How do magistrates deal with domestic abuse? A rough justice?

I was on the Herefordshire Bench for 4 years (that’s the bench not a bench!). I was proud to be one of our local JPs and in a privileged position where I might be able to make a small difference to people’s lives in a positive way. Somehow too I saw it as a continuation in some small way of my legal career which felt good for me on a personal level.

gavel-300x192Magistrates deal with a lot of dull stuff ..driving without insurance, peeing in a public place, not paying fines…all important of course but a bit mundane on the whole. It’s not all mundane though. They see murderers in court for the first time; they make absolutely vital decisions on whether to deprive an individual of their liberty before they have been found to be guilty of any offence ..these are the decisions as to whether to remand in custody or release on bail; they see and judge offences involving assault on the person, in varying degrees of seriousness, and of course within that overall category they pronounce on crimes of domestic abuse.

So how do magistrates deal with domestic abuse? Do bear in mind here that I am writing from my own limited experience in a particular region in the UK and bear in mind too that I can only talk about matters of public knowledge and express a very personal opinion thereon.

In short my overwhelming impression from my time in office as a JP is that magistrates fail again and again the woman (and yes whilst not politically correct to say so, the victim is nearly always a women) who has gone through the utterly unenviable process of reporting a case of domestic abuse and then acting as a witness for the prosecution in court.  I believe that a tiny 2% of domestic abuse cases ever reach court. How much we should owe then it as a society to these victims to seek to do justice by them…not rough but perfect justice.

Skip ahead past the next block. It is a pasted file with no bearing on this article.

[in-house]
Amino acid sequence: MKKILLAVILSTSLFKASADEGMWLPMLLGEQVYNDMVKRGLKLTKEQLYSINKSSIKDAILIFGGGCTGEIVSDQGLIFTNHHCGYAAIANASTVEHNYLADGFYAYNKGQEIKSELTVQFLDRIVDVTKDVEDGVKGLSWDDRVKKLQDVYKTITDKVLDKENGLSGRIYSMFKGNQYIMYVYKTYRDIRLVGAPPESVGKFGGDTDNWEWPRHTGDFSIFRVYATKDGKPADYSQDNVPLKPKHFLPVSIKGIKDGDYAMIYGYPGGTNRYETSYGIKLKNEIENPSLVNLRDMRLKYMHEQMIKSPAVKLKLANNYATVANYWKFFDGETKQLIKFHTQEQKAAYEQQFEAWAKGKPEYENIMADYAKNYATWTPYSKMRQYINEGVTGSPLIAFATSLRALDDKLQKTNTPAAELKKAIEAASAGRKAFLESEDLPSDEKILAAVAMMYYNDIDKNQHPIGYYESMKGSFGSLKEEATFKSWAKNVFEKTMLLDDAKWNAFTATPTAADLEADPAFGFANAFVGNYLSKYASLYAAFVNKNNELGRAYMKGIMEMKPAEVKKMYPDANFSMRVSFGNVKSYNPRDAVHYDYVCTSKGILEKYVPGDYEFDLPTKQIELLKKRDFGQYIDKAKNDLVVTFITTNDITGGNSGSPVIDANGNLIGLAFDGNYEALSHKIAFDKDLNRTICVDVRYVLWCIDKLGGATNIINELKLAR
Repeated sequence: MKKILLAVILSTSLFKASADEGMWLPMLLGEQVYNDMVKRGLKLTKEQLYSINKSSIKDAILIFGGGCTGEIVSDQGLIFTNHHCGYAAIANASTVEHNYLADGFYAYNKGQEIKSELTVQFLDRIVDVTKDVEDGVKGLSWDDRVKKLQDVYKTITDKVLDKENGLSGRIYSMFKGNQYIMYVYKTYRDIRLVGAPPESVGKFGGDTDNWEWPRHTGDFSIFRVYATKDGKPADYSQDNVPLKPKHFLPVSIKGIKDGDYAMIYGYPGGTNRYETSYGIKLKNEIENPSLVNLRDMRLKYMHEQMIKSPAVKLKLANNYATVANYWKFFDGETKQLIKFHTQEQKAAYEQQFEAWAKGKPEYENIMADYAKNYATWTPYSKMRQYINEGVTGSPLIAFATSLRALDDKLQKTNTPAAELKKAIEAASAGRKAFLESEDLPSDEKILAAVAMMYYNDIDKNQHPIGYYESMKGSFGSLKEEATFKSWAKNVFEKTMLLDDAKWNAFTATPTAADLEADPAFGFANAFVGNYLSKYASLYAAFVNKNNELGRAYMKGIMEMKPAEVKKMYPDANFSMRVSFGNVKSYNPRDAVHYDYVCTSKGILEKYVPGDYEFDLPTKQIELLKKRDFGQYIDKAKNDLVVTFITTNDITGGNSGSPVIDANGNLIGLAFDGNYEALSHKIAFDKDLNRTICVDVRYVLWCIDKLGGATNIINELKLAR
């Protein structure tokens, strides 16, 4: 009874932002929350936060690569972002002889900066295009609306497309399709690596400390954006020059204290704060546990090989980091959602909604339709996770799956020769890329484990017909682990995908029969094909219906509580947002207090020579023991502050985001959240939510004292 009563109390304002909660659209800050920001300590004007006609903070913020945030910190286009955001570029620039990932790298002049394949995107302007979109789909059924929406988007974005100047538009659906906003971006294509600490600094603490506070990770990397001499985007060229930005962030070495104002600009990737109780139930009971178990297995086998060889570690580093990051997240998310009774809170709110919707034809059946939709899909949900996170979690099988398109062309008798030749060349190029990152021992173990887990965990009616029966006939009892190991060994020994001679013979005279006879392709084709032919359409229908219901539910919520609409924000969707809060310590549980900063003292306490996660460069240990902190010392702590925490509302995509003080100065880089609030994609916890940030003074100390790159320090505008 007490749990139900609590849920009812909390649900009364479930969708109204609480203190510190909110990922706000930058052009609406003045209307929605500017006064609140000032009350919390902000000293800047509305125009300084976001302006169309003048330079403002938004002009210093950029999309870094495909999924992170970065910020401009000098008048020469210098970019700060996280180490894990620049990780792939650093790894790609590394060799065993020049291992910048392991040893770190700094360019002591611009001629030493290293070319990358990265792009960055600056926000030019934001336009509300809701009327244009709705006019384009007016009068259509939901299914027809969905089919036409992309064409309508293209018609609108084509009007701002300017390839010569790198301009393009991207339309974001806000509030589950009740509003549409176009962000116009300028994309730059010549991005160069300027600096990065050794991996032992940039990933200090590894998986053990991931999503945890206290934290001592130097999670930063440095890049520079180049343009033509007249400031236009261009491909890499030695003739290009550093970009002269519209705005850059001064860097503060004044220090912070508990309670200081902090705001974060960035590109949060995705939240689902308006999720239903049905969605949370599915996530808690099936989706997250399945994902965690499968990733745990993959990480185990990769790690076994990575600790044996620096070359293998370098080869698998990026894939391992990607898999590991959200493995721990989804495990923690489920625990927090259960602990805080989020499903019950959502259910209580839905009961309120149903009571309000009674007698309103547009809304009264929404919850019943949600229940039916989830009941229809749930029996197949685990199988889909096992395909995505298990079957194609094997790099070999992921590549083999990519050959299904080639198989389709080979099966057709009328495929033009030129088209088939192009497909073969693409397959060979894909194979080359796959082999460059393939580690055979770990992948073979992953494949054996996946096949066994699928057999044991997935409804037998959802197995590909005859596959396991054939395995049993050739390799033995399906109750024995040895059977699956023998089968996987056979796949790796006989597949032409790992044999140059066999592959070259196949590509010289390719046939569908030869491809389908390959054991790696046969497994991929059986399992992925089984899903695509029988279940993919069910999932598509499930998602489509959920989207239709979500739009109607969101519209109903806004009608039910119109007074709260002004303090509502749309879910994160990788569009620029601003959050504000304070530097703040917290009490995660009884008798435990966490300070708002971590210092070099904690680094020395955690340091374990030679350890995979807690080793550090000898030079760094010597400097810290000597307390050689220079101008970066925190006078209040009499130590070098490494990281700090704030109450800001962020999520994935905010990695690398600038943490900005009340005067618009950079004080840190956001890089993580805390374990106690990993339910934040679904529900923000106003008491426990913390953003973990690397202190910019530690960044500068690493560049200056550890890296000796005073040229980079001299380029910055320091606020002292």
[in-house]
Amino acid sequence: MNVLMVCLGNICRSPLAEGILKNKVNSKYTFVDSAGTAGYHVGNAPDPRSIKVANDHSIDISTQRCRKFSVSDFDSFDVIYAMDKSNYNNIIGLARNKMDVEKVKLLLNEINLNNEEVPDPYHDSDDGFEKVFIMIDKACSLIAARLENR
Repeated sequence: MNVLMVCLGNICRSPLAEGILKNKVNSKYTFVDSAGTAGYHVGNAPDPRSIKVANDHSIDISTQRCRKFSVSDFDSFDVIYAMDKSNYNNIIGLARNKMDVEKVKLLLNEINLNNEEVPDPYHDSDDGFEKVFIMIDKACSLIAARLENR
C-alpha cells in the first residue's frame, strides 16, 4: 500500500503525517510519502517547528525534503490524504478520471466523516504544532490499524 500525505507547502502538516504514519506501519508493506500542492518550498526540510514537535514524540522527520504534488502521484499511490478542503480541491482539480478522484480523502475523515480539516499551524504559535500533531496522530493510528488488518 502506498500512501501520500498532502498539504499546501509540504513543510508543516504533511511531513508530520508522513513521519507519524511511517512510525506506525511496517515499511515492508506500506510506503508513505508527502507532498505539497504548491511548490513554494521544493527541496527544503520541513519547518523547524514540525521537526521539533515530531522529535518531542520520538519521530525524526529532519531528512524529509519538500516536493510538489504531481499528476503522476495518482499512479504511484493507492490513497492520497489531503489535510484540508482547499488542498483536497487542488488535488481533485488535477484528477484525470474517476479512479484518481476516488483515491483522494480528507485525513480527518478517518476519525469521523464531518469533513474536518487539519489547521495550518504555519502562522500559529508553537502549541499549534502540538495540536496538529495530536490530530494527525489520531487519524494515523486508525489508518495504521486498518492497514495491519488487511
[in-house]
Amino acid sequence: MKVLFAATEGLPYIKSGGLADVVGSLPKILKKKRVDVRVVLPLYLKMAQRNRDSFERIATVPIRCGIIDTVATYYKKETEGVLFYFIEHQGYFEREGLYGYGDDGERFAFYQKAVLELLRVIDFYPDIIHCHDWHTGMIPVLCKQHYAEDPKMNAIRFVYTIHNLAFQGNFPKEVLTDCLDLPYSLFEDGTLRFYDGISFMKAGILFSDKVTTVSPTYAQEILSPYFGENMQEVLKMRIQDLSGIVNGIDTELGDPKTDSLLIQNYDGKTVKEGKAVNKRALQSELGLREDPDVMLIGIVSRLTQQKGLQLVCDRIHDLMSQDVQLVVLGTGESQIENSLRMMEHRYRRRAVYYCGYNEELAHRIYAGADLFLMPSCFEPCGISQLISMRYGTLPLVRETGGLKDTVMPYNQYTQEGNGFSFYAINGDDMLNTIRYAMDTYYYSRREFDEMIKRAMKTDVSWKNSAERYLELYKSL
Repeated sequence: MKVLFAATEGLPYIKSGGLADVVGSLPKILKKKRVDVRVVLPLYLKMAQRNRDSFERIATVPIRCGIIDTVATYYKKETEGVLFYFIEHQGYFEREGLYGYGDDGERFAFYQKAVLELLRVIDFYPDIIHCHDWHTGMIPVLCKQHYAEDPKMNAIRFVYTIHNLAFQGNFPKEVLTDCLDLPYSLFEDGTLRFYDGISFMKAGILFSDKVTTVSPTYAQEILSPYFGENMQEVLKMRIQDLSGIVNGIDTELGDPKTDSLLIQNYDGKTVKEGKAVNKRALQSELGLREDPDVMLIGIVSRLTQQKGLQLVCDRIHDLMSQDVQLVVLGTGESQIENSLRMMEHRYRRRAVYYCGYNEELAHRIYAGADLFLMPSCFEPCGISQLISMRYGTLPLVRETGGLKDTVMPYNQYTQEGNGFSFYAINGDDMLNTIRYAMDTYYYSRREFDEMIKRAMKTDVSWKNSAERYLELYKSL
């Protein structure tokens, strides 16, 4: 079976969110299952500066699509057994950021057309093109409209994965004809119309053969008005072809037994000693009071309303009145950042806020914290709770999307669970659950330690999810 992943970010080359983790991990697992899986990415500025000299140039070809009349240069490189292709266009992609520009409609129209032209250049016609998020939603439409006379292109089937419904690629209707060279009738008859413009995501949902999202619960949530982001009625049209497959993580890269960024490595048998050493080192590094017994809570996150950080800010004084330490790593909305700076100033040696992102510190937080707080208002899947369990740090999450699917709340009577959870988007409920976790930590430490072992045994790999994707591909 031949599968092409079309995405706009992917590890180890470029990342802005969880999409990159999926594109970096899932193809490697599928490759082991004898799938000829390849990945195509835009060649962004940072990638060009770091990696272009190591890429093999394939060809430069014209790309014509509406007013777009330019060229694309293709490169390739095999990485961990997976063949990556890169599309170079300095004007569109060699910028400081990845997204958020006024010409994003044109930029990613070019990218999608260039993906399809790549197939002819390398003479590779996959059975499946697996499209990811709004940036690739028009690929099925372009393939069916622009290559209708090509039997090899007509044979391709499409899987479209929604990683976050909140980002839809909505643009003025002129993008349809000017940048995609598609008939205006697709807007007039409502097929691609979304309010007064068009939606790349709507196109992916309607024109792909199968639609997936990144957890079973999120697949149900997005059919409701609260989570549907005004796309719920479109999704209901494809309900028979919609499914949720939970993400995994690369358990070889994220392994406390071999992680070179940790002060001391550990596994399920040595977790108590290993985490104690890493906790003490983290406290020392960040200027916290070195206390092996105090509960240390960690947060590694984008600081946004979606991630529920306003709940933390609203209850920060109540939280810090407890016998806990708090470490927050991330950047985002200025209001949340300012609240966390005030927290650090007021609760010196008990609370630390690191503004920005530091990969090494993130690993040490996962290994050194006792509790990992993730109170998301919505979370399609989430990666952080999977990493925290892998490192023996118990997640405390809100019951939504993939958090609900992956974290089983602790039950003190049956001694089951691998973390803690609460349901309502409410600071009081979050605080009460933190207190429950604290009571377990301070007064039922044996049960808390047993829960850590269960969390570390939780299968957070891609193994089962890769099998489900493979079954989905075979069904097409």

Here now I can declare that one of the reasons for standing down as a JP Is that I do not actually support a system where lay people, hastily trained in bits of the law and even more hastily trained on not bringing prejudice to bear  cast judgement on people’s lives. Bring back judges trained and skilled in the art. I would  add to this general conclusion that, from what I saw, how the bench deals with domestic abuse cases in particular is woefully inadequate in just about all aspects.

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The standard response, if the defendant is found to be guilty ( a very big “if” as so often there are no other witnesses and so often there is a power relationship which has led to the actions the subject of the case and which permeates the trial), is to send the offender on a course. The offender and victim often receive the sentence within arms length of each other and very often leave the court room arm in arm.

I never actually felt that this sending on a short course was fulfilling any recognised purpose of sentencing: punishing the aggressor, reforming the aggressor, giving compensation to the victim, demonstrating to the society at large that domestic abuse is unacceptable, or achieving the deterrent effect…I might be wrong.

Carolyn Lazarus

About Carolyn Lazarus

This is the author biography the late, great Carolyn Lazarus (1960-2015), founder of totally4women wrote for herself. Her words are typically self-effacing and humorous... 'Well at 50 I looked 40 and at 54 I look 99...someone explain that to me if they would. In addition I am, allegedly, a woman with little or indeed no sense of chic. Shy by nature or nurture it is difficult to say but it is what I am at heart. When I was 14 my mum bought me, “The Shy Person's Book" ...if you are a shy person this can be a difficult title to deal with every morning when you pass by your bookshelf. I like to run, nothing funny to say about this, it's just what I like to do. So that's me in a nutshell. It remains to say that I love my husband (long - suffering), my children (totally bored) and my parents (concerned).'